The accident site at a crossroads in rural Saskatchewan in which 16 members of the Humboldt Broncos junior hockey team were killed and 13 others injured. (Jonathan Hayward/THE CANADIAN PRESS)

Profiting from tragedy: poor judgement, misunderstandings and outright scams

The Humboldt Broncos tragedy: Hockey league latest to come under criticism

A small town hockey team from Humboldt Saskatchewan were travelling by bus to a match when a collision with a truck virtually wiped out the team.   The April 6 tragedy which left 16 dead, and 13 others with a variety on injuries, some permanent, shook the nation and indeed the world.

Funds were established to help the town, the individual families, and the Humboldt Broncos team deal with the tragedy.

The term Humboldt Strong, created to help the recovery became a common theme.

But almost as soon as the idea was created to show support, scammers began to show up to take advantage of the tragedy, and the nation’s sorrow and sympathy.

Just days after the tragedy the Saskatchewan Junior Hockey League approached an apparel maker to design products featuring the slogan to raise funds for the league’s brand new Assistance programme to provide counselling and mental health assistance throughout the league. Photo: 22 Fresh

While legitimate fund-raising accounts were established, so to were scam accounts.

Tim Horton’s a fast food coffee and doughnut chain had to apologise after selling a doughnut related to the Broncos team and the accident while keeping all the profits.

Halifax editorial cartoonist Bruce MacKinnon drew this touching tribute, showing provinces as hockey players supporting Saskatchewan for its loss. Someone took the cartoon without authorization to sell for personal profit on T-shirts at $42.63. “To steal someone’s art and at the same time basically capitalise on this tragedy, on the misery of other human beings, is unconscionable,” MacKinnon told CBC Radio. Photo:

While clothing lines, eg hockey sweater styles, were created with “Humboldt strong” logos to be sold to benefit the families etc., almost immediately other similar styles cropped out to capitilize on the sympathy but for the makers personal profit.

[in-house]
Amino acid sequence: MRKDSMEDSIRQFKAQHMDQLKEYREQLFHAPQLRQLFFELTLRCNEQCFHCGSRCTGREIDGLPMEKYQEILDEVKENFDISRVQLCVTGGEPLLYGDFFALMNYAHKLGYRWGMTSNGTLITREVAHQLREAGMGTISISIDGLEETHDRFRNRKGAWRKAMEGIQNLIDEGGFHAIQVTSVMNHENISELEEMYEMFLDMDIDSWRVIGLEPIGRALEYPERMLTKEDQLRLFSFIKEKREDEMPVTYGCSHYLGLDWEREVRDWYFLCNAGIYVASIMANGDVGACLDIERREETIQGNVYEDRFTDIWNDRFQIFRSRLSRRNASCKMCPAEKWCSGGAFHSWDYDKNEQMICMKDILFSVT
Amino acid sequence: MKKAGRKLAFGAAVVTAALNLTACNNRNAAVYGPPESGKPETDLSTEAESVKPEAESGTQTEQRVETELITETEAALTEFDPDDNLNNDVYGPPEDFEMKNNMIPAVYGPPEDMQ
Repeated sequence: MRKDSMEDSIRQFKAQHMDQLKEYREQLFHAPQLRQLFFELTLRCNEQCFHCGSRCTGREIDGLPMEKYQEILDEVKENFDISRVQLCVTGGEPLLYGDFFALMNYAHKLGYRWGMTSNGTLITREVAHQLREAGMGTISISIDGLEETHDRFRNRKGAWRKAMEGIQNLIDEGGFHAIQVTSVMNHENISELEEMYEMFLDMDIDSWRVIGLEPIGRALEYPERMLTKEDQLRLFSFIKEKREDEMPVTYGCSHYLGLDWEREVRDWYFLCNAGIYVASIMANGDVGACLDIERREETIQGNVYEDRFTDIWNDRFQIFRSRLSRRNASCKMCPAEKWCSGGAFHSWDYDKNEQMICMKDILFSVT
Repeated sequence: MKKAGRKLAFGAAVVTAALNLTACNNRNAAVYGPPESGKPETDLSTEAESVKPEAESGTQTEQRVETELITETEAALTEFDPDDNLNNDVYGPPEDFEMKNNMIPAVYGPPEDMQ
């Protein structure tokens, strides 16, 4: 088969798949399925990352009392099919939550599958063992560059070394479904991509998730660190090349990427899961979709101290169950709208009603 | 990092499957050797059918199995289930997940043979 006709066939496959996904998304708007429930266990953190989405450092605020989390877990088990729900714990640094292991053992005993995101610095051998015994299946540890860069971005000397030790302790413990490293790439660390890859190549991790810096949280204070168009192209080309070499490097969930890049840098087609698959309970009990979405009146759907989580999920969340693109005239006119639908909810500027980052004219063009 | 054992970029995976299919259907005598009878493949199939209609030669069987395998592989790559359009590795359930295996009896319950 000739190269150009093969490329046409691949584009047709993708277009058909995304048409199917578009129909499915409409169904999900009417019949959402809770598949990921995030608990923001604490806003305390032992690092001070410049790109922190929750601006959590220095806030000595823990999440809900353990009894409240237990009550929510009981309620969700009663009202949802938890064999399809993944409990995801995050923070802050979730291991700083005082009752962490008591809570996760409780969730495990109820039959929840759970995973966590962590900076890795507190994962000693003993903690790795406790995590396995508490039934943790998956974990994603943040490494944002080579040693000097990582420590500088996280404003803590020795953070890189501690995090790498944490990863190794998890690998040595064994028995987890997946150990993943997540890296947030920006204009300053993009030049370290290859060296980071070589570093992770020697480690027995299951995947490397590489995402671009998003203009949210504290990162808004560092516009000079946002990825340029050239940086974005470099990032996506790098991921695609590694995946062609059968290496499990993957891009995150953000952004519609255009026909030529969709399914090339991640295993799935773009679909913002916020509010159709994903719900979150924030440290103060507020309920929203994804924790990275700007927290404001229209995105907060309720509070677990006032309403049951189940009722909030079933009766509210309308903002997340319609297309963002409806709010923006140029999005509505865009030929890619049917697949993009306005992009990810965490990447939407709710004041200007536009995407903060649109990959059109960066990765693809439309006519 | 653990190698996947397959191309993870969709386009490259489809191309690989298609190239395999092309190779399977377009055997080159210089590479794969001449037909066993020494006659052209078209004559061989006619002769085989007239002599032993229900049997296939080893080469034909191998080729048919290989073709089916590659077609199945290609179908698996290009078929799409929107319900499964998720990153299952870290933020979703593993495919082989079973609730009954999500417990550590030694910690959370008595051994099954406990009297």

An online search showed several dozens of designs for Humboldt Broncos merchandise an clothing with only one vender site saying a portion of the profits will go victim’s families.

The latest to come under fire is the Humboldt Broncos on hockey league.

The Saskatchewan Junior Hockey League (SJHL)  is trying to trademark the social media slogans #humboldtstrong   and #stickontheporch.

(The latter refers to a national demonstration of sympathy for the tragedy by leaving hockey sticks on the front porch. Sadly there have been many cases of the sticks being stolen as well.)

An ad-hoc national campaign to show sympathy for Humboldt and the team involved leaving hockey sticks outside the door and post photos for #sticksonthe porch. Here images from Prince Edward Island Photos: Jillian Power/Margaret Gallant/Andrew MacKay

Now the Broncos team organisation says it will fight its own league for the trademark rights.  They say the league made the move without any consultation at all with the team or community.

The league had said earlier that it would be protecting the league and the team from all the unofficial merchandise. SJHL president Bill Chow told CTV, “There’s just so much of that stuff out there. We thought we would try and get that protection”.

Humboldt Broncos president Kevin Garinger says the team is prepared to fight its own league, The SJHL for the rights to trademark the slogans #HumboldtStrong and #sticksontheporch, Photo: CBC

Kevin Garinger, president of the Broncos, was surprised and upset on hearing the news,  He was quoted by CTV news saying, “Ultimately, the trademark should sit and reside with the Humboldt Broncos and with the Humboldt community. The right thing is for us to hold the trademark”.

CBC saying, “”We have one goal and that is that that trademark, the rightful owners of it, are the Humboldt Broncos and the Humboldt community — and that’s what we will continue to fight for”.

He said shortly after the tragedy the Broncos and local community came up with the logos and should be considered the owners.

They’ve asked the league to withdraw it’s application, but apparently the situation will now involve lawyers.

In the meantime, a trademark agent says the process to register a trademark takes about a year, and in that interval trying to stop anyone from using it is very difficult.

Additional information –sources

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